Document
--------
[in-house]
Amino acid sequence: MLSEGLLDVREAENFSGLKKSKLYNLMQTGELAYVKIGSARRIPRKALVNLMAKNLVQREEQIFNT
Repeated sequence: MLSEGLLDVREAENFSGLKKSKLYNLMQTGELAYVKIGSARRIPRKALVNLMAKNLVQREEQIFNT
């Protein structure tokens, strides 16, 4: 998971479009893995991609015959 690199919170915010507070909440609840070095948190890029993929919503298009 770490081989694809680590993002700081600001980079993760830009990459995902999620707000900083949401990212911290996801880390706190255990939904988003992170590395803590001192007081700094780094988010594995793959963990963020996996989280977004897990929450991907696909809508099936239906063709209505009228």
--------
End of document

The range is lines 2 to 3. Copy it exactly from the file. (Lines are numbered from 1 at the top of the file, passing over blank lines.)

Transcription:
Amino acid sequence: MLSEGLLDVREAENFSGLKKSKLYNLMQTGELAYVKIGSARRIPRKALVNLMAKNLVQREEQIFNT
Repeated sequence: MLSEGLLDVREAENFSGLKKSKLYNLMQTGELAYVKIGSARRIPRKALVNLMAKNLVQREEQIFNT